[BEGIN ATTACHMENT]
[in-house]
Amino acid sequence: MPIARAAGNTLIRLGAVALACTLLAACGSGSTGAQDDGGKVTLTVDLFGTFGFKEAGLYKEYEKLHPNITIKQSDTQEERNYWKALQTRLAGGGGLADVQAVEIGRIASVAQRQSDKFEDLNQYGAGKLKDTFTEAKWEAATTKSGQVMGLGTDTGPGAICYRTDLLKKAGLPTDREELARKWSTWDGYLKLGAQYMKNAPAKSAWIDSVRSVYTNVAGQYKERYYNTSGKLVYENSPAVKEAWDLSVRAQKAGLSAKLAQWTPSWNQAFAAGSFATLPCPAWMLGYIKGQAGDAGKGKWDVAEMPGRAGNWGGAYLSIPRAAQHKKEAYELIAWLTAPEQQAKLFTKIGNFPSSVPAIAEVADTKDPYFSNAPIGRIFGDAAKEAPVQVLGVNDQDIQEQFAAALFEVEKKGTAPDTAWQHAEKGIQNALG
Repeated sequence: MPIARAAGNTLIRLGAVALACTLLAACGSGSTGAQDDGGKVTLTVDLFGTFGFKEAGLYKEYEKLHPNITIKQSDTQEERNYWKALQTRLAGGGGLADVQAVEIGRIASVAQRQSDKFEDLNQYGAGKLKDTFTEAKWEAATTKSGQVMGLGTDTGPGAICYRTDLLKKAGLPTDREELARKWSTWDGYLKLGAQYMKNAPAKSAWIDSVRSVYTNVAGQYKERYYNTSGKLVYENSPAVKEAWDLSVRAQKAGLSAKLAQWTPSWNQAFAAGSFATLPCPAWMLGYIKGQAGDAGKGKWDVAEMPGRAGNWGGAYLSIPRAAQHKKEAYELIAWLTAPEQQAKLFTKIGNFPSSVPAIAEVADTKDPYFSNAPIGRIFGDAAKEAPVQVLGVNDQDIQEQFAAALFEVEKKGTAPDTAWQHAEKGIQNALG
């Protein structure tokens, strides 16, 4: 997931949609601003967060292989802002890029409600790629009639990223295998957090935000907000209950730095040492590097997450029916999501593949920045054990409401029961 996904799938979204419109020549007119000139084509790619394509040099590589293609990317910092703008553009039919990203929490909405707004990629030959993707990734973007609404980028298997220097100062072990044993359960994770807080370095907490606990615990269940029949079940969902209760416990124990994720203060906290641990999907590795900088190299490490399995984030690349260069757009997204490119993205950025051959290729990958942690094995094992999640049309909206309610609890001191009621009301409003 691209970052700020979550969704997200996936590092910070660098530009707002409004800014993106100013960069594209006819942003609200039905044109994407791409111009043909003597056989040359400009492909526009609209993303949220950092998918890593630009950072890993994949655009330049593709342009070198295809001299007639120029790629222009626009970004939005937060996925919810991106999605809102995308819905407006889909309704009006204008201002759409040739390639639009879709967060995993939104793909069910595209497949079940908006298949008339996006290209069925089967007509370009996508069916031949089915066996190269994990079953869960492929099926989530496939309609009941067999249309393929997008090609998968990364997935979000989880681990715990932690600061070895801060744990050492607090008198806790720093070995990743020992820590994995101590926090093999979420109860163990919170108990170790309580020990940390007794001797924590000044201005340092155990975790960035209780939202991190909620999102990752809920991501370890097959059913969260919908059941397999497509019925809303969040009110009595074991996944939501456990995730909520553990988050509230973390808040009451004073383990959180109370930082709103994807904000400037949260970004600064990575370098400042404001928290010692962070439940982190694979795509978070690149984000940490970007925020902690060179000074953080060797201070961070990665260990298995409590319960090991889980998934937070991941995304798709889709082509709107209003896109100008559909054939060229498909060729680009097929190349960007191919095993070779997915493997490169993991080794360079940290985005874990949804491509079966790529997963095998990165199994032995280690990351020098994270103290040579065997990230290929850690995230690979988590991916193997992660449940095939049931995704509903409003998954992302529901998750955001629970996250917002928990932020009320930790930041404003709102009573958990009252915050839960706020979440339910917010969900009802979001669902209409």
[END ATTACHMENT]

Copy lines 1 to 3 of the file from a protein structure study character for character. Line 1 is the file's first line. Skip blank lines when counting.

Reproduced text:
[in-house]
Amino acid sequence: MPIARAAGNTLIRLGAVALACTLLAACGSGSTGAQDDGGKVTLTVDLFGTFGFKEAGLYKEYEKLHPNITIKQSDTQEERNYWKALQTRLAGGGGLADVQAVEIGRIASVAQRQSDKFEDLNQYGAGKLKDTFTEAKWEAATTKSGQVMGLGTDTGPGAICYRTDLLKKAGLPTDREELARKWSTWDGYLKLGAQYMKNAPAKSAWIDSVRSVYTNVAGQYKERYYNTSGKLVYENSPAVKEAWDLSVRAQKAGLSAKLAQWTPSWNQAFAAGSFATLPCPAWMLGYIKGQAGDAGKGKWDVAEMPGRAGNWGGAYLSIPRAAQHKKEAYELIAWLTAPEQQAKLFTKIGNFPSSVPAIAEVADTKDPYFSNAPIGRIFGDAAKEAPVQVLGVNDQDIQEQFAAALFEVEKKGTAPDTAWQHAEKGIQNALG
Repeated sequence: MPIARAAGNTLIRLGAVALACTLLAACGSGSTGAQDDGGKVTLTVDLFGTFGFKEAGLYKEYEKLHPNITIKQSDTQEERNYWKALQTRLAGGGGLADVQAVEIGRIASVAQRQSDKFEDLNQYGAGKLKDTFTEAKWEAATTKSGQVMGLGTDTGPGAICYRTDLLKKAGLPTDREELARKWSTWDGYLKLGAQYMKNAPAKSAWIDSVRSVYTNVAGQYKERYYNTSGKLVYENSPAVKEAWDLSVRAQKAGLSAKLAQWTPSWNQAFAAGSFATLPCPAWMLGYIKGQAGDAGKGKWDVAEMPGRAGNWGGAYLSIPRAAQHKKEAYELIAWLTAPEQQAKLFTKIGNFPSSVPAIAEVADTKDPYFSNAPIGRIFGDAAKEAPVQVLGVNDQDIQEQFAAALFEVEKKGTAPDTAWQHAEKGIQNALG